Wandering the Wild Wind River Range Wyoming Wrap Up, July 27- August 2, 2013
When leading trips for Sierra Club or any outdoor operation, it is important to go somewhere that the leader wished to go. That way if the leader only ends up with a few particpants, at he/she is not disappointed with the outing, at least the leader is pleased.
So it is with “the Winds.” The dramatic serrated ridges and peaks with apropo names like Warrior, Warbonnet, Ambush and Raid strike the drama in one’s heart. The multi peak knife’s edge appropriately named Cirque of the Towers is a gem for those donning harnesses and armed with carabineer and rope. In fact the 110 mile by 25 mile road less Winds are dominated by the irresistible rock of the southern part of the range and by glaciers and tundra in the northern part of the range.
This being my third trip to the Winds, yet first in the southern part, I have intuited that a lot of us in the east don’t even know where the Winds are. The Winds run southeast to north west in the western part of Wyoming. They begin at South Pass, the famous pass of the Oregon Trail through the Rockies, and end at Togowotee Pass in the Teton National Forest. Most of the peaks were not climbed or named until the middle part of the last century. The Winds were explored by the steady Captain Benjamin Bonneville and the impulsive abolitionist General John Fremont, but it was the “mountain men” like John Coulter and Jedediah Smith who really knew the mountains in the early to mid 1800s. Although these were brave hardy men who knew the ways of the Earth like no other, yet they have a responsibility to the decimation of the beaver In the west. And like the egret plumes of our great state of Florida, beaver fur was primarily used for men’s fashionable hats.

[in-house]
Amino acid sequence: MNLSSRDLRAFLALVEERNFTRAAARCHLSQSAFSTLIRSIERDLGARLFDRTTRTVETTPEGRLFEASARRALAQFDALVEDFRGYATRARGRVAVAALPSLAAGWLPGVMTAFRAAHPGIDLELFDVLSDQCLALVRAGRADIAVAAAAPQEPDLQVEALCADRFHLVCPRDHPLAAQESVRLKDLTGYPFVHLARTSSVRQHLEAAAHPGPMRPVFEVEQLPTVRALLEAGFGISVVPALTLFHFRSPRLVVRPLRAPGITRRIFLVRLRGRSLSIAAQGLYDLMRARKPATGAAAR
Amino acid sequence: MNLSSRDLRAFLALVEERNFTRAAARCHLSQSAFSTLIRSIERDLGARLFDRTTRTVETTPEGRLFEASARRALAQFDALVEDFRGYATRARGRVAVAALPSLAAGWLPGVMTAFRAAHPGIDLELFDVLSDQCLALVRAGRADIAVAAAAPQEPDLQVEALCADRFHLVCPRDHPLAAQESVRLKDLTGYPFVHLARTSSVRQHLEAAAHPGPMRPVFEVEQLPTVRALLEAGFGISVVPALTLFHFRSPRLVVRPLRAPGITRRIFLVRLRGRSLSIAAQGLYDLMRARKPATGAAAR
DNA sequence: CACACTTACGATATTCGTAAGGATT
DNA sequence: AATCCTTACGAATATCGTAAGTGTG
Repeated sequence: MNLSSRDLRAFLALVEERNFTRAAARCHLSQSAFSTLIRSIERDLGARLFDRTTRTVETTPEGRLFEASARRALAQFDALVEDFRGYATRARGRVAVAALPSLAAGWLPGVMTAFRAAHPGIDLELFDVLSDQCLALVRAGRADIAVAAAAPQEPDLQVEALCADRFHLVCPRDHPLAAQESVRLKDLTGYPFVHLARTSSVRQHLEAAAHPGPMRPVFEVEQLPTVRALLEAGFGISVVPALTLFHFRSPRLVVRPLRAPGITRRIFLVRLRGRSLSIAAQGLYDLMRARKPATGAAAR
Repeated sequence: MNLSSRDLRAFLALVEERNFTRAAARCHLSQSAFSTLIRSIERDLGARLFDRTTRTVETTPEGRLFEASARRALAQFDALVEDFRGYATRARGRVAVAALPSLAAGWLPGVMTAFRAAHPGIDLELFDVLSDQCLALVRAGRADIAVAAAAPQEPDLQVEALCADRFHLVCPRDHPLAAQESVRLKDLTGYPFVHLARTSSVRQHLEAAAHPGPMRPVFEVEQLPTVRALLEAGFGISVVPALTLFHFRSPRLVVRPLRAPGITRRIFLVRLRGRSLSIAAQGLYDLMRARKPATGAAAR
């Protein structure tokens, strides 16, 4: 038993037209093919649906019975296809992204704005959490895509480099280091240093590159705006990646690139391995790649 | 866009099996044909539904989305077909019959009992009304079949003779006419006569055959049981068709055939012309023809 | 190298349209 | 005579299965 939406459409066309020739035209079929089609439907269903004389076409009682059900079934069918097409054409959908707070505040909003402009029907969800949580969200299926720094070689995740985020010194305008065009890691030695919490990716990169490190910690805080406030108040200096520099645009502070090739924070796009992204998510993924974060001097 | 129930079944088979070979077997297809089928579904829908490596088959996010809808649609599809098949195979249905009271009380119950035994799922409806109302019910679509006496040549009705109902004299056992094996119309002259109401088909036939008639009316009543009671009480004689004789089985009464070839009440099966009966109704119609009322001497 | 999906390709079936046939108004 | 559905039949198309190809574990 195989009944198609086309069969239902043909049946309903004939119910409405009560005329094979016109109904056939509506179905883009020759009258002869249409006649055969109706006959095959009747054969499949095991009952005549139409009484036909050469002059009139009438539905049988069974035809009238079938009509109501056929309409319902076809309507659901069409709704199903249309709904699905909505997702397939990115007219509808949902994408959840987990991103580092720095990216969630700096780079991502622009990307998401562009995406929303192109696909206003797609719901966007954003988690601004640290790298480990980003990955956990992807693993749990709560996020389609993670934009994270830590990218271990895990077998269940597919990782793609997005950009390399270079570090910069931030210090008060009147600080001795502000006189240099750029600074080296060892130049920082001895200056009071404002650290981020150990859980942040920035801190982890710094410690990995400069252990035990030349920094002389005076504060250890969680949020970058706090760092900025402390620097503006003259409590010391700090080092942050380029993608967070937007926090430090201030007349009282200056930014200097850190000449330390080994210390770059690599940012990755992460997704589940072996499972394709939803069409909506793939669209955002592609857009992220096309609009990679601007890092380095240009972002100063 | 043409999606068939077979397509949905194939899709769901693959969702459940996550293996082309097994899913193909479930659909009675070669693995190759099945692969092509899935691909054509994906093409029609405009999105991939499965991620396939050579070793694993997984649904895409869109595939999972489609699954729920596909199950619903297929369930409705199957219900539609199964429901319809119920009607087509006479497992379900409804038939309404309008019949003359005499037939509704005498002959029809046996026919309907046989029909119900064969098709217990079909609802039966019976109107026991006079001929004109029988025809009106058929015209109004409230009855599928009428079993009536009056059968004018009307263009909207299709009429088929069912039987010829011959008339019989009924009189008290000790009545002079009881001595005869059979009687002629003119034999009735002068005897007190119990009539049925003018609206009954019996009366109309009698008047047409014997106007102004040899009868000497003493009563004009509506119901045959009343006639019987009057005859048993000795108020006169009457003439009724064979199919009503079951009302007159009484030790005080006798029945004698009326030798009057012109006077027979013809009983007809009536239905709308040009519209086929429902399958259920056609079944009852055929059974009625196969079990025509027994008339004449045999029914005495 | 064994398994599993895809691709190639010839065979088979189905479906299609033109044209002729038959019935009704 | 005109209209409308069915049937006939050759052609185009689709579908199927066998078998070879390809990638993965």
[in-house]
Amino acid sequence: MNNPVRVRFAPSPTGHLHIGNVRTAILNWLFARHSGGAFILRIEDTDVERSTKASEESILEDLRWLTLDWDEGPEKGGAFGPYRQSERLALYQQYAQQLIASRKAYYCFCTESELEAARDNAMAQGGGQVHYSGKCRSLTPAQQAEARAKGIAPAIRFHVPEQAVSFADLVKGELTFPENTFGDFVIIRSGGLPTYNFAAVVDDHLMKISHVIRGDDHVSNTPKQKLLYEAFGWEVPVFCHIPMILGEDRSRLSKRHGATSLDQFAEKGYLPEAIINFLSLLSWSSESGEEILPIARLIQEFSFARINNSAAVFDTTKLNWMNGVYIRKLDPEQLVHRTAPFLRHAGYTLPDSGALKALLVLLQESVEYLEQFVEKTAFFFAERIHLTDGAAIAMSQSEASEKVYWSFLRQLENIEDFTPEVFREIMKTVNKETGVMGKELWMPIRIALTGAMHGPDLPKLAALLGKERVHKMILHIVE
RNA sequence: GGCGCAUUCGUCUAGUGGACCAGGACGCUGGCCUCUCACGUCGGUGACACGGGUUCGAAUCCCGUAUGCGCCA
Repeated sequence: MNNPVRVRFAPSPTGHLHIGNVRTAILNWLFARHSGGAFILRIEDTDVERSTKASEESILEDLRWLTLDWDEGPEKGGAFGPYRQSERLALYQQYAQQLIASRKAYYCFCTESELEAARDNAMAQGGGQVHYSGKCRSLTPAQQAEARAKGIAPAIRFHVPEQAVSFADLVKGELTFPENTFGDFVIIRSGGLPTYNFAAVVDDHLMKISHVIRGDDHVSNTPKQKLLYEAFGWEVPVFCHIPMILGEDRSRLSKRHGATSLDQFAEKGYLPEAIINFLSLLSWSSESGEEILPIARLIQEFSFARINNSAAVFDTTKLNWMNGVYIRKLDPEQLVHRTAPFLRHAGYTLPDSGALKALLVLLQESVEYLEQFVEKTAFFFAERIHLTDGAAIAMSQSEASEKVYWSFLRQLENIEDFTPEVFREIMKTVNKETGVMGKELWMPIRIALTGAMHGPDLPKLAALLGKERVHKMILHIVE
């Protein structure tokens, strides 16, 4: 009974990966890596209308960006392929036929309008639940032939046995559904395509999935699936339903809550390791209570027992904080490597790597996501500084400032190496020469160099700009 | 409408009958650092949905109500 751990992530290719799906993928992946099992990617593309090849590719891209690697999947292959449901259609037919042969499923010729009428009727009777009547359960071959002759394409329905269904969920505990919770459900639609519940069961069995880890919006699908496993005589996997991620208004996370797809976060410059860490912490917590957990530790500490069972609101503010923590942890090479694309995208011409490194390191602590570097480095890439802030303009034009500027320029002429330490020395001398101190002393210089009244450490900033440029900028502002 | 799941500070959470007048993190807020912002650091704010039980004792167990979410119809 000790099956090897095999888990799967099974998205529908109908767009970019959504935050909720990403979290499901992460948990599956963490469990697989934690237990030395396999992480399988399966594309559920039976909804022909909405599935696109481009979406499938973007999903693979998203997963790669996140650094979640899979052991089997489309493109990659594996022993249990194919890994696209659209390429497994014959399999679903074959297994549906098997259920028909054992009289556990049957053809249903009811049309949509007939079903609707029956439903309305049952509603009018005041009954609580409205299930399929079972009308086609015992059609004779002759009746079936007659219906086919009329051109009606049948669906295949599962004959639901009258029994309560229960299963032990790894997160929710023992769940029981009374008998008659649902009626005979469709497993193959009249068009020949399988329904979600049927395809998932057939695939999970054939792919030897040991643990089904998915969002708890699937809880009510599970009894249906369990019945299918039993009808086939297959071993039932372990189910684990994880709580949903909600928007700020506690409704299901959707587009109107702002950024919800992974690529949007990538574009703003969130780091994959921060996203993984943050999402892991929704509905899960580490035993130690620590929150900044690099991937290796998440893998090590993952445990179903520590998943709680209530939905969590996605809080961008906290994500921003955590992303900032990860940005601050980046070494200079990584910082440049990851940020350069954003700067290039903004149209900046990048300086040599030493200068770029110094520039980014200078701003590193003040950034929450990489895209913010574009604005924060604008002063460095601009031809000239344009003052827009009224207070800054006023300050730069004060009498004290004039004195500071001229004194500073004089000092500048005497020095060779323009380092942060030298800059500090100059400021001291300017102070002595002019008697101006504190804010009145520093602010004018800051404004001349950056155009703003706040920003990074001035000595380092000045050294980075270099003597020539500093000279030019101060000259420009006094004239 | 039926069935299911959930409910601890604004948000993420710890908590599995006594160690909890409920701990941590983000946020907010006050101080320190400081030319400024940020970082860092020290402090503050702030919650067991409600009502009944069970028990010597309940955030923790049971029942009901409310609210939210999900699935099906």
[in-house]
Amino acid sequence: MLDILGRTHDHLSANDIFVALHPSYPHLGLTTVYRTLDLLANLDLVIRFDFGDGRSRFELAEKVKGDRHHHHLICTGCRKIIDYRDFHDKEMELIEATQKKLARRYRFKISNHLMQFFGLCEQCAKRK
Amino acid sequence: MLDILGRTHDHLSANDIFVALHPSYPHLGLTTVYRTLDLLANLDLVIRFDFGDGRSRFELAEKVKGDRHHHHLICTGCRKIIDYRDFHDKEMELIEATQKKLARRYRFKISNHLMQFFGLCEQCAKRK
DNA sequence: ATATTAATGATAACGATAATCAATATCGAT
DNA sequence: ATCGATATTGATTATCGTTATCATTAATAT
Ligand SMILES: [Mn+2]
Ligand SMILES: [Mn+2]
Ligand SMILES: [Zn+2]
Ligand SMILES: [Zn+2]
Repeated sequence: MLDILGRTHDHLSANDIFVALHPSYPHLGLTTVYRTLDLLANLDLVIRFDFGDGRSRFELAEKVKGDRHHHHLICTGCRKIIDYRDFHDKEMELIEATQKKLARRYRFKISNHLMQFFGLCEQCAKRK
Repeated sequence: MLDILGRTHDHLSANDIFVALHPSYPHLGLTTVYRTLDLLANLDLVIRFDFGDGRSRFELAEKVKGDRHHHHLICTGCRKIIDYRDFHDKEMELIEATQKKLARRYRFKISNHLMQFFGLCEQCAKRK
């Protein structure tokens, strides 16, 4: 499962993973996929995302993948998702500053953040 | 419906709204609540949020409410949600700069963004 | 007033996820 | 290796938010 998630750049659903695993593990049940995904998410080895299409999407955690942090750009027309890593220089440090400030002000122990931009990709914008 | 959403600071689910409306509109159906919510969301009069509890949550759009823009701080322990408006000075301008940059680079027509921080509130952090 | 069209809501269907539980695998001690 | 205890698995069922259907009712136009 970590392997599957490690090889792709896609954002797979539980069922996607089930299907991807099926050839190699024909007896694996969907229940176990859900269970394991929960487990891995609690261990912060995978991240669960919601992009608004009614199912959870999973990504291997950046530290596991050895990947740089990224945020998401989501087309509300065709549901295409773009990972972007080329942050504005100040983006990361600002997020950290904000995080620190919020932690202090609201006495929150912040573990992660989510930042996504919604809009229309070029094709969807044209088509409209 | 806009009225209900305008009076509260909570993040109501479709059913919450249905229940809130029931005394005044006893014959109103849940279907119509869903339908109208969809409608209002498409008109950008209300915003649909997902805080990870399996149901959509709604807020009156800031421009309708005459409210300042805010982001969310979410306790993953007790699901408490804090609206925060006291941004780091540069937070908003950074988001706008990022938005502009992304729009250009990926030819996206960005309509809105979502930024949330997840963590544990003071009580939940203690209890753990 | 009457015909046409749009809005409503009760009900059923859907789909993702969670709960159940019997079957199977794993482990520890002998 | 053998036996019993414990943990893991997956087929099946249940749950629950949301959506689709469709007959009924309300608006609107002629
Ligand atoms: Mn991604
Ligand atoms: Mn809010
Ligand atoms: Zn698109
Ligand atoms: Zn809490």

The beaver is a “keystone species” around which other flora and fauna draw their life. At one time there were 60,000,000 beavers in North America, yet the beaver trade brought their numbers to 1,000,000. There is argument that the decimation of the beaver is the most important factor for the degradation to the environment of the west. These members of the rodent family with the smallest of mammalian brains, are a bridge between the aquatic and terrestrial worlds, and have adaption so they can see while underwater and hear and smell while swimming. They can fell over a 100 trees a day and know how to fell a tree at just he right angle into the water to make their dam.